After Carnines’ “racial tolerance” lesson was over, several of plaintiff’s classmates came up to her to ask if she felt okay about what had happened in class. Id. ¶ 35. Plaintiff returned home that evening in tears and told her parents about the stereotypes she was told were commonly attributed to people like her and her family. Id. ¶ 36. Plaintiff was out sick the following week. Id. ¶ 37. On January 27, 2015, plaintiff’s parents attempted to contact Carnine regarding an upcoming test in his class. Id. ¶ 38. Pursuant to a school policy, plaintiff was entitled to a one day extension on assignments for every day she was out sick. Id. Plaintiff’s parents left several voice messages for Carnine, whose only reply was a single voice message in which he mistook plaintiff for another student and said nothing about the extension. Id.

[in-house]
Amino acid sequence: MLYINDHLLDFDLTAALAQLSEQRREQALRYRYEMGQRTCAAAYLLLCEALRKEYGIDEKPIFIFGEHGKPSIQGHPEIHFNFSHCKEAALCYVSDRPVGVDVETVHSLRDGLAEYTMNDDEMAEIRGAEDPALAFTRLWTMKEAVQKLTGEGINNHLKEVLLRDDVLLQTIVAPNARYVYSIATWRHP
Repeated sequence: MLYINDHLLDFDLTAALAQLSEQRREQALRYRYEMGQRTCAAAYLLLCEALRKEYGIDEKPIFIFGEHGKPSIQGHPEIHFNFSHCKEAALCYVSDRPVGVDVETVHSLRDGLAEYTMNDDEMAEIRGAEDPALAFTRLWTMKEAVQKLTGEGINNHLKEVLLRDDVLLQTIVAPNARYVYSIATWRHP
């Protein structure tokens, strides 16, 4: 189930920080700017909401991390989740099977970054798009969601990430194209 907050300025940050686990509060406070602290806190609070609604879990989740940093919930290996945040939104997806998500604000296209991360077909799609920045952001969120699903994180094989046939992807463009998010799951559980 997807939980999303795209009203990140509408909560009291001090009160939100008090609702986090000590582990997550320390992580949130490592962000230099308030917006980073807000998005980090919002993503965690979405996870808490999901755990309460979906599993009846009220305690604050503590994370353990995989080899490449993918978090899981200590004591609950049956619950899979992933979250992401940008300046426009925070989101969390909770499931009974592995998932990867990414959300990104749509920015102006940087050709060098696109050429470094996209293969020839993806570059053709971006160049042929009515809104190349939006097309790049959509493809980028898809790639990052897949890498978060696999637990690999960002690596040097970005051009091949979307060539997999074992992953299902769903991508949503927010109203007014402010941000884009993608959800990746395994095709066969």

On January 28, 2015, plaintiff’s mother contacted a school administrator, who told plaintiff’s mother that she needed to write a note on plaintiff’s behalf and that the administrator would personally deliver it to Carnine. Id. ¶ 39. Later that day, plaintiff returned to Carnine’s classroom. Id. ¶ 40. When plaintiff arrived in Carnine’s classroom he approached her holding the note her mother had written. Id. Carnine again asked plaintiff why she was in his class and she responded that she had “switched to honors.” Id. According to plaintiff, Carnine then threw the note in her face. Id. Carnine then proceeded to address the whole class and stated: “You will not be getting your tests back on time because there are students who felt they needed more time to study so they did not take the test.” Id.